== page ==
Longform

Damage Control

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Last year the homeowners agreed to an out-of-court settlement with most of the developers and consultants. They were confident the remaining case against the flood control district and two municipal utility districts would be heard in court. But in June, two days after Tropical Storm Allison, most of the plaintiffs flooded again. Eric Andell, a visiting judge in the 130th District Court, issued a summary judgment that dismissed the case without comment.

Andell's ruling, which was not accompanied by a legal opinion, irked Blackburn more than usual, if only because the timing was so rotten. But he says his clients have authorized him to pursue the case to the state Supreme Court, if necessary. Sheila Wyborny, a retired science teacher, and her husband, Wendell, say the location of their home in the floodplain renders it worthless and gives them little choice but to pin their hopes on Blackburn's unorthodox legal strategy.

"This judge basically said you can't hold the flood control district accountable," Sheila Wyborny says. "Well, I'm a teacher. Teachers are accountable. Every profession is accountable. Why can't Harris County be held accountable for its actions?"


Alone on a dark highway 21 years ago, Jim Green had a conversation with himself. It was well after midnight, and the then-director of the Harris County Flood Control District was driving back to town from an out-of-state dog show.

One side of Green's internal dialogue consisted of reflections on the three major "rainfall events," as drainage professionals call them, that swamped Houston in 1979. Property damages added up to more than $425 million. The number of flood insurance claims filed in Harris County that year exceeded the combined total for the rest of the country.

The other side of the conversation echoed what Green had heard continually since then. Photographs of half-submerged neighborhoods and subaqueous highways had prompted some harsh assessments, in Life magazine and other national media, that Harris County lacked the will and creativity to deal with its drainage problems. Even the locals had gotten on the district's case, proposing different theories about storm-water management, including one that called for a moratorium on development.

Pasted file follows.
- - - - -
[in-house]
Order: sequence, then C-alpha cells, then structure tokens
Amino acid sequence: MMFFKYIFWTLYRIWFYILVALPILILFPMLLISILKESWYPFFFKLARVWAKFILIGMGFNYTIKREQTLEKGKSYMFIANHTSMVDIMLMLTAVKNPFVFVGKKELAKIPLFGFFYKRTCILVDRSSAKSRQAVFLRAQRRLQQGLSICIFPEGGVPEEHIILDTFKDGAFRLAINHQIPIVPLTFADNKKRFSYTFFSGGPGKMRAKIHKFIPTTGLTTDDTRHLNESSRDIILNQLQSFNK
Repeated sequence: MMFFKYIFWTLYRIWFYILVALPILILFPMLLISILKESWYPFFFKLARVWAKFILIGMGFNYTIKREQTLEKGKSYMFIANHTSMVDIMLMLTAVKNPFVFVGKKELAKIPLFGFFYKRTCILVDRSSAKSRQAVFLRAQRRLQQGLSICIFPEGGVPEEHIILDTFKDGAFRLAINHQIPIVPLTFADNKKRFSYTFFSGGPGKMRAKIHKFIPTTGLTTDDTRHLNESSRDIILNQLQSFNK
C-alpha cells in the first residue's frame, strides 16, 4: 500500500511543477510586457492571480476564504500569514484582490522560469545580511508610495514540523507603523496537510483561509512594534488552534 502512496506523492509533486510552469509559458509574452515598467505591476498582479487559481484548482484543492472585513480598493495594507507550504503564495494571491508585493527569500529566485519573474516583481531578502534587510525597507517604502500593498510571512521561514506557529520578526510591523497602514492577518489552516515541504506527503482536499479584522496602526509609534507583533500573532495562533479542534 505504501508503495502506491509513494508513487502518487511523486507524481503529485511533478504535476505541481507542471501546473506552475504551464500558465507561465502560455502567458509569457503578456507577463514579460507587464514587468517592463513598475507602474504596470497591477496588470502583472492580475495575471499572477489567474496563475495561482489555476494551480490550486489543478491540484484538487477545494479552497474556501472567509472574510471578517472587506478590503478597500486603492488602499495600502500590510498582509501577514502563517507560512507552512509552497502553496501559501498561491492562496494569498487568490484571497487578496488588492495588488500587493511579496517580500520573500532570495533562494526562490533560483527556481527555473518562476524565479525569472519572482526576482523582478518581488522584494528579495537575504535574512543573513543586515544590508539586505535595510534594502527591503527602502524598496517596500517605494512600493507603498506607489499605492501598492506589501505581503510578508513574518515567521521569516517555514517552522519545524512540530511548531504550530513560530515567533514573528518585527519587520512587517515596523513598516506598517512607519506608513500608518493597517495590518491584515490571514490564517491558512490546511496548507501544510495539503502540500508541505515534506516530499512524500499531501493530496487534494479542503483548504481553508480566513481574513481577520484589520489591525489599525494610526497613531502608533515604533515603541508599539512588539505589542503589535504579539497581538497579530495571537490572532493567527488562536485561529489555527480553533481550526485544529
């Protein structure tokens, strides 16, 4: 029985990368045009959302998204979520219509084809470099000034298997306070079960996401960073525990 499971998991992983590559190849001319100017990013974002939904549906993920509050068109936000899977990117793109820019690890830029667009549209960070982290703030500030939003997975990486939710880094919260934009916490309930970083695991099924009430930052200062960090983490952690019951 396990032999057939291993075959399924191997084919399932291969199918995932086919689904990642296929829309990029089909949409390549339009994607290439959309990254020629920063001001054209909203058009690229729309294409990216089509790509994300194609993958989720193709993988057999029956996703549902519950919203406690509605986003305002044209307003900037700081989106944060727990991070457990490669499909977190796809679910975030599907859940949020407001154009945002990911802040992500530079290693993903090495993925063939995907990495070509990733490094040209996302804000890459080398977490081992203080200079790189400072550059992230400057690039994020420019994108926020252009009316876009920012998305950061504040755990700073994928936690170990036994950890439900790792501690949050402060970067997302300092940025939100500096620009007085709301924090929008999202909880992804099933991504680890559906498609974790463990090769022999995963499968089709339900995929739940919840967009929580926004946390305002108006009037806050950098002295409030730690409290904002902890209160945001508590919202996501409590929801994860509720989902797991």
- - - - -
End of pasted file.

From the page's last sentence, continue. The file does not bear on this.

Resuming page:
As Green drove that night, the negative perceptions provoked by the '79 floods and the criticism of his office converged into a nagging refrain: Do something, do something. As he described it a few months later, in November 1980, at a meeting of county commissioners, by the time he got home, Jim Green had had an epiphany.

"About 3:30 that morning, I decided the time had come for the flood control district, with the blessing of Commissioners Court, to step forward and become the responsible and lead agency on this issue," he announced. "I am fully aware of the great responsibility and accept it eagerly."

Green then proposed the first official drainage policy in the history of the Harris County Flood Control District, which was created in 1937. Basically the policy stated that new real estate development could not aggravate known flooding problems or create new ones. Developers would have to submit engineering plans to show how they planned to maintain storm-water runoff from their new projects at predevelopment rates.

It's a bit startling to realize that as recently as 1980, the Harris County Flood Control District thought flood control was someone's else job. But to that point, the district's psychological makeup tended toward wishful thinking and denial.

"The mind-set was 'Let's develop as fast as we can and increase tax revenues and somehow all the problems will work themselves out,' " recalls Green, who set local drainage policy from 1973 until 1990. "That had to change."



Green's storm-water detention policy was a "benchmark" for flood control in Harris County, says Steve Fitzgerald, who joined the district in 1981 and is now its chief engineer. But like many attempts to alter the established order of things, it met with considerable resistance.

"It was a monumental effort to get a public consensus, between 1980 and 1984, on a requirement to use people's land for drainage facilities," Fitzgerald says. "Detention was a four-letter word. It was not something the development community wanted to do."

The district had been considering a requirement for on-site detention since June 1976, after almost a foot of rain fell in southern Harris County in a six-hour period. Flooding from Brays Bayou, which had been widened, deepened and lined with concrete by the Army Corps of Engineers in 1960, caused $20 million in damages to the Texas Medical Center. Rice University, the Museum of Fine Arts and hundreds of homes took on water.

Drainage officials were alarmed in particular because Brays Bayou did not spill its banks. The storm-sewer system was overwhelmed by runoff from new development, which was more than the corps project was designed to handle.

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Brian Wallstin